My aim is to create art that transforms the darkness of life into something beautiful, that displays its scarred black underbelly yet still somehow evokes feelings of serenity and utter contentment, to combine the elements of sacred symbolism with the imperfections of modern life to portray in a beautiful and physical rendering that which transcends and might inspire us to go beyond what we accept as reality. Some of my inspirations come from classical art, Norse and Celtic mythology, the symbolist and surrealist movements of the late 1800’s and early 1900’s, the psychedelic art of the 1960’s, and the illustrations in classic children’s books for their ethereal idealism and the way they stir the imagination. Working with birch veneer, I’m not so concerned with a particular subject or style; my goal is to create work that invites the viewer to look more deeply, into the image, into themselves…
A friend once asked me why I was an artist. The best answer I could come up with was a combination of genetic predisposition, a lifetime of conditioning, and to stay alive... It had never occurred to me that I could be anything else. If I go without creating something for too long, I get this overwhelming feeling that everything is not okay, that I'm missing a giant part of myself by not painting/drawing/sculpting... It's another way to express what's inside my head, a language that I seem to be more fluent in than English...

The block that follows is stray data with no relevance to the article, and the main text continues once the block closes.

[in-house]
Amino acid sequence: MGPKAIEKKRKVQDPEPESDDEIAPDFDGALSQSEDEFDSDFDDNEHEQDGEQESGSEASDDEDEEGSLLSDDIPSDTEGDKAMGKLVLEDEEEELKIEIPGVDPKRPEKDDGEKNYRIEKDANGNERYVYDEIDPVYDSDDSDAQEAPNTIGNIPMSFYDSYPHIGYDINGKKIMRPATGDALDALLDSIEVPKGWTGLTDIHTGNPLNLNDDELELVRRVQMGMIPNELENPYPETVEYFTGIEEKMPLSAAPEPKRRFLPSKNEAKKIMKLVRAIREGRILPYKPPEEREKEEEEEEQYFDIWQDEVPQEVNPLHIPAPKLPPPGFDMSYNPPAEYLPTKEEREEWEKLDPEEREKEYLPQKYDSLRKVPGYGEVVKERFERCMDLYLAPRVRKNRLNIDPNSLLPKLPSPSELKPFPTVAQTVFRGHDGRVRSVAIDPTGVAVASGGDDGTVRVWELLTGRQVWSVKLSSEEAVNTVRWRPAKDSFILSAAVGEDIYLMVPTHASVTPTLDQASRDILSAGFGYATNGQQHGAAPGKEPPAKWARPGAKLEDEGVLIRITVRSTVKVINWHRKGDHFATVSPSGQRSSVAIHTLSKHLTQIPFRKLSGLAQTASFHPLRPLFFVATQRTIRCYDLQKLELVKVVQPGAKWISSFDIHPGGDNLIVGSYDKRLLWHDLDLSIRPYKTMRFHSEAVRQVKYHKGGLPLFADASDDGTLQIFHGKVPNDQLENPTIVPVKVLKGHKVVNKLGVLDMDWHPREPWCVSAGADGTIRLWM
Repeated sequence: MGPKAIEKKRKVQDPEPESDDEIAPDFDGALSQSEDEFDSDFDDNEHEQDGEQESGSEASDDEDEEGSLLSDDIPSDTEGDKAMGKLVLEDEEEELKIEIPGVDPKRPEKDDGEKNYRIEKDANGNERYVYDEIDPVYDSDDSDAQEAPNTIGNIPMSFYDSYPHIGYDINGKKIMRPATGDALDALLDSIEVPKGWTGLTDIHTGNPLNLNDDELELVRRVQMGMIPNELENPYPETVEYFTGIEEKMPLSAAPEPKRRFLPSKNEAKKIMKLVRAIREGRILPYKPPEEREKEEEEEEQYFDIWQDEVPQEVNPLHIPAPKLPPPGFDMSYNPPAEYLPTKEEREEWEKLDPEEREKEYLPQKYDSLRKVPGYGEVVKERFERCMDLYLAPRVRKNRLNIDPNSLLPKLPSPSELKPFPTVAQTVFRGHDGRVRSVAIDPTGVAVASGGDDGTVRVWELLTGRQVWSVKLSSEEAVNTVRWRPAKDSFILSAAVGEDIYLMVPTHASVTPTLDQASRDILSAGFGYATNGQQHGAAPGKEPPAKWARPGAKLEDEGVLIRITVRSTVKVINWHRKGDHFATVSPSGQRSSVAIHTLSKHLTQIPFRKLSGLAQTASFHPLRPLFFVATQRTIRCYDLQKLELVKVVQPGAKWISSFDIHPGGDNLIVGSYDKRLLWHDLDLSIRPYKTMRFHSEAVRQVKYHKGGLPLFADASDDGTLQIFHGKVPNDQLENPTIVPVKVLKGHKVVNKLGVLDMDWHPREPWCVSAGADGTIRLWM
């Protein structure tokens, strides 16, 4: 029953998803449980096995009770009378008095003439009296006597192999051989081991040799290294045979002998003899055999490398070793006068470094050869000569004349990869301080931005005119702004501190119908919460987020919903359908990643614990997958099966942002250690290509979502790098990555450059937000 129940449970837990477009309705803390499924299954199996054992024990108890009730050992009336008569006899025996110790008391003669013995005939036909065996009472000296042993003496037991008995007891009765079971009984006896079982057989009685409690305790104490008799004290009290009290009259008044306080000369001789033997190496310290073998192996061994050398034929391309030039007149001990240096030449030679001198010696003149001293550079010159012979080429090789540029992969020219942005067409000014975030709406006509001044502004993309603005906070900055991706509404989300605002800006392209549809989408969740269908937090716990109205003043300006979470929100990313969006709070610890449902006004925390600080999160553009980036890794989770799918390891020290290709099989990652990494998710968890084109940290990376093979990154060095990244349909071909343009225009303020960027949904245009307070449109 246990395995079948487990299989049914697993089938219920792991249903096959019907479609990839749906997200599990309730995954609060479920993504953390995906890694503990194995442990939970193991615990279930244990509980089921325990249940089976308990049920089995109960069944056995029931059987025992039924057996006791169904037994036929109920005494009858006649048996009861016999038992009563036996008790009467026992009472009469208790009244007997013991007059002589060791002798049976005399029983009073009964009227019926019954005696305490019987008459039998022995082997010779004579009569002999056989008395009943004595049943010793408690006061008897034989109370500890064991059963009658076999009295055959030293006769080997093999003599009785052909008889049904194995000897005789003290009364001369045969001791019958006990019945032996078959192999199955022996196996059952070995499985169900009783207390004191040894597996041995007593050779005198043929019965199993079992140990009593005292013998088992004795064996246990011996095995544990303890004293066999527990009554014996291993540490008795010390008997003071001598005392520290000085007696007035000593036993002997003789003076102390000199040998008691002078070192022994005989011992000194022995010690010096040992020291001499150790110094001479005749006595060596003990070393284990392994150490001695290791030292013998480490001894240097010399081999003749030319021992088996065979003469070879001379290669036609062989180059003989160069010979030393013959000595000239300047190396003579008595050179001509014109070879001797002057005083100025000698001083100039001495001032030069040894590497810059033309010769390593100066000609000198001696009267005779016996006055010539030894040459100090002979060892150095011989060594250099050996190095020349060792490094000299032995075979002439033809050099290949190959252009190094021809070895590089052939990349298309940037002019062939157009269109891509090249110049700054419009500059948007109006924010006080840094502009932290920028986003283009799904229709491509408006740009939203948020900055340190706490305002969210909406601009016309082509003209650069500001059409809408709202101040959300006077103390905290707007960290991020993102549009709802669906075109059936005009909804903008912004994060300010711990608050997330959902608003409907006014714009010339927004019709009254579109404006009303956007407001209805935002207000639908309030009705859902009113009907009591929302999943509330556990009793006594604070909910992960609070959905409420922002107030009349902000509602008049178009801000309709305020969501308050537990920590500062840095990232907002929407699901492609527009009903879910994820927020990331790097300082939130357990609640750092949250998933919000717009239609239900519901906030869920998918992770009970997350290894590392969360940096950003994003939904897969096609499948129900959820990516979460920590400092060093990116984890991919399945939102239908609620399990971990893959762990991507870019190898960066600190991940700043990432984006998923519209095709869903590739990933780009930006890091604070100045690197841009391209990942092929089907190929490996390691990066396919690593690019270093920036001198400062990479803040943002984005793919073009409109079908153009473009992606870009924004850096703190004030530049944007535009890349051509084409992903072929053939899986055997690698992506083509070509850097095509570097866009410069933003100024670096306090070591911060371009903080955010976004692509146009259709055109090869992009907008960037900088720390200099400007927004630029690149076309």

OPEN STUDIO BIO, 2008
Else Olava was born into an artistic family. She began her studies of art at a young age, visiting art museums and galleries, spending time in local artist’s studios, even attending and participating in her mother’s college art classes at the age of five.
Her formal art training began at the age of fourteen under the guidance of one of the leading portrait artists in the United States She later continued with this interest at a local university as well as at the School of the Art Institute of Chicago. After college she moved back to California, settling in Sonoma County in 2005.
Although formally trained in the classical realism style of painting, Else was also heavily influenced by the surreal doodles her father drew to entertain her. This led to an interest in the symbolist and surrealist movements of the late 1800’s and early 1900’s and the psychedelic art of the 1960’s.
“I can’t remember a time when I have not loved the creative arts, especially the surreal, the melancholic, the blissfully flawed. I am drawn to the illustrations in classic children’s books for their ethereal idealism and the way they inspire the imagination.